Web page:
# Speed of a hanging rope sliding on a nail (using energy conservation)

Homework Statement:
A rope of full length 2l hangs balanced on a smooth nail, length l on each side. A small impulse causes the rope starts to slide over the nail. Get the string speed module at the moment when it hangs with length x on one side and 2l - x on the other. Disregard the nail dimensions and assume x> l.
Relevant Equations:
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I solved this problem easily using Newton's second law, but I had problems trying to use mechanical energy conservation to solve it.
How I solved using Newton's second law:
##\text{(part of the rope that is on the left)}\, m_1=x\rho g,\, \text{(part of the rope that is on the right)}\, m_2=(2l-x)\rho ##
$$F=x\rho g - (2l-x)\rho g=2(x-l)g\rho$$
$$\Rightarrow \frac{dF}{dt}=m\frac{dv}{dt} =2l\rho\frac{dv}{dt}$$
Thus,
$$\frac{dv}{dt}=\frac{x-l}{l}g, \quad \mbox{by the chain rule:} \quad \frac{dv}{dt}=\frac{dv}{dx}\frac{dx}{dt}=v\frac{dv}{dx}$$
Replacing and integrating:
$$\int s\frac{dv}{dx}=\int \frac{x-l}{l}g \, dx \Rightarrow\frac{g}{l}\frac{(x-l)^2}{2}=\frac{v^2}{2}+C$$

For ##x=l\, \rightarrow v=0##, then C=0, so:

$$\boxed {v=(x-l)\sqrt{\frac{g}{l}} }$$

Now for conservation of energy I had trouble writing the relations. What I've tried to do so far:
(Assuming the nail is at a distance h from the ground, and h>l)

For the left side \begin{align}
E_{iL}& = l\rho g (h-l) \\
E_{fL}&=(x)\rho g (h-l-x) +(x)\rho \frac{v^2}{2}
\end{align}

For the right side \begin{align}
E_{iR}& = l\rho g (h-l) \\
E_{fR}&=(2l-x)\rho g (h-2l+x) +(2l-x)\rho \frac{v^2}{2}
\end{align}

And as I wrote above, it is very wrong. The problems I'm having are as follows:

1) Should I consider when the rope reaches its length and falls to the ground?
2) Should I consider potential gravitational energy when the string is in balance or not?

Homework Helper
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You are making extra work for yourself by worrying about where the ground is. Much simpler to take the height of the nail as the zero height.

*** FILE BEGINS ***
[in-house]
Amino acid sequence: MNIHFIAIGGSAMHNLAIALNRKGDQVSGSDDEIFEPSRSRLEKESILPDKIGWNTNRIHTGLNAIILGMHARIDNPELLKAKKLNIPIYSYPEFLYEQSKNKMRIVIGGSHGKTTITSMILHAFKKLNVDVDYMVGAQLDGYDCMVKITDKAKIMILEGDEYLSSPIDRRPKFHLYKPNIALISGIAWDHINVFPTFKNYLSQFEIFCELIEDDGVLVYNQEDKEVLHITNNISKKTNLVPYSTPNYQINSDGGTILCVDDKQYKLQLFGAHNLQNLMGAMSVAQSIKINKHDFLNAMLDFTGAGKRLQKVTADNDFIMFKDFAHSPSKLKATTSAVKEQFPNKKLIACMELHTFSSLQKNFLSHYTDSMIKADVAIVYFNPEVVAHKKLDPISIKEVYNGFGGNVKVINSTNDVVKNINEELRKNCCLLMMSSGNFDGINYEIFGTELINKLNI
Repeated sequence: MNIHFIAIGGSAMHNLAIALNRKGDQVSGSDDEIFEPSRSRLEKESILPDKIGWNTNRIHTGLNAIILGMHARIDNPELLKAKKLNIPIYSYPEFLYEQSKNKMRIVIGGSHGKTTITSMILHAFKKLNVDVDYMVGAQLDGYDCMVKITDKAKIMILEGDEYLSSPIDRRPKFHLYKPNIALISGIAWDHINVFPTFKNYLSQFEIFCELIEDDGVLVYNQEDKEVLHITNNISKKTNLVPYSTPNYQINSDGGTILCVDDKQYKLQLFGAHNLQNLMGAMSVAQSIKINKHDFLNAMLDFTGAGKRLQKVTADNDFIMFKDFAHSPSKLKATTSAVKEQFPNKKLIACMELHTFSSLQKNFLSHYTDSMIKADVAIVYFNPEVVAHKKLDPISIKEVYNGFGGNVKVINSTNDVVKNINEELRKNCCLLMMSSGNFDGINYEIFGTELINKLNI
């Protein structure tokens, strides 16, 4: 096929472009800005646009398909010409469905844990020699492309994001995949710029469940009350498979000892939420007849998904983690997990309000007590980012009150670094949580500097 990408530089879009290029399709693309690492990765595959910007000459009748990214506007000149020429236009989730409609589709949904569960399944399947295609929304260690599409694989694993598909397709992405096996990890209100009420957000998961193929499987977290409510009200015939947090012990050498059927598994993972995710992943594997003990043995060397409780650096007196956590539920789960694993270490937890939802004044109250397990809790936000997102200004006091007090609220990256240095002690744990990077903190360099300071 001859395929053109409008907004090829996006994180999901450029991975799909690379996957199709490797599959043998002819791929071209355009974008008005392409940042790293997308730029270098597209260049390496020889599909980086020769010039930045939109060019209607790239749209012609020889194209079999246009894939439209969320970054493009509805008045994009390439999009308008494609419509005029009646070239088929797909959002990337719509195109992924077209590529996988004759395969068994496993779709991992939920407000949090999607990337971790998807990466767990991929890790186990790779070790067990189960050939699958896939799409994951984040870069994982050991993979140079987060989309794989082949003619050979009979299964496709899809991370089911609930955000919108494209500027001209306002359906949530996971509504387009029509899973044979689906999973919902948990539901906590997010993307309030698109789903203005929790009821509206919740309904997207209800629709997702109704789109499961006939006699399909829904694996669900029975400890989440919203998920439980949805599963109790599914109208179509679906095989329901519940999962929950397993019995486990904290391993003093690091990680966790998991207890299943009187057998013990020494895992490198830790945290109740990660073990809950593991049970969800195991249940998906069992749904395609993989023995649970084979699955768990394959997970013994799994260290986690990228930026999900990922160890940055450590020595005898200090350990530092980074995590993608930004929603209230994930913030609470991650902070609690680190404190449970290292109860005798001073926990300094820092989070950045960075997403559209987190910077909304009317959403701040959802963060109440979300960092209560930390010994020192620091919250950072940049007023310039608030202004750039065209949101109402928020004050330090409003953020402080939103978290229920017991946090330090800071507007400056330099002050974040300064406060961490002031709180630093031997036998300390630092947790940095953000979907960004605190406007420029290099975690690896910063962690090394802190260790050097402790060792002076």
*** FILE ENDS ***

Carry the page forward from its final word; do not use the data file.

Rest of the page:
• Lnewqban
You are making extra work for yourself by worrying about where the ground is. Much simpler to take the height of the nail as the zero height.
You're right! It's as simple as that. But, the logic used to express the initial and final energies do you think is right?

Homework Helper
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You're right! It's as simple as that. But, the logic used to express the initial and final energies do you think is right?
We can take the equations you wrote and substitute h=0.
In (1) and (3), what is the initial height of the mass centre of each side?
In (2), you have a factor x(l-x) in the GPE term, but it is (l-x)2 in (4). Do you see the asymmetry? Note that substituting x=l and v=0 in (2) and (4) should produce (1) and (3).

• We can take the equations you wrote and substitute h=0.
In (1) and (3), what is the initial height of the mass centre of each side?
In (2), you have a factor x(l-x) in the GPE term, but it is (l-x)2 in (4). Do you see the asymmetry? Note that substituting x=l and v=0 in (2) and (4) should produce (1) and (3).
"In (1) and (3), what is the initial height of the mass center of each side?"

I was trying to calculate from the end of the string, but really from the center of mass it seems a lot simpler.

"In (2), you have a factor x (l-x) in the GPE term, but it is (l-x)^2 in (4). Do you see the asymmetry? Note that substituting x = l and v = 0 in (2) and (4) should produce (1) and (3) "

I saw this, I was trying to describe that when one side of the rope slips, the length of the other side decreases and the mass of rope on that side decreases too.
Thank you again!

Homework Helper
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Not sure that you got either of the points I was making.
I was trying to calculate from the end of the string, but really from the center of mass it seems a lot simpler.
If we take the nail as height zero, what is the initial height of the mass centres of the two halves of the string? So what are their initial GPEs?
I was trying to describe that when one side of the rope slips, the length of the other side decreases and the mass of rope on that side decreases too.
Your two expressions for the GPEs when one string has length x are inconsistent. Either (2) or (4) must be wrong.
After you have got equations (1) and (3) right, check (2) and (4) by plugging in x=l and v=0. If (2) and (4) are right then the resulting equations should be (1) and (3).

• •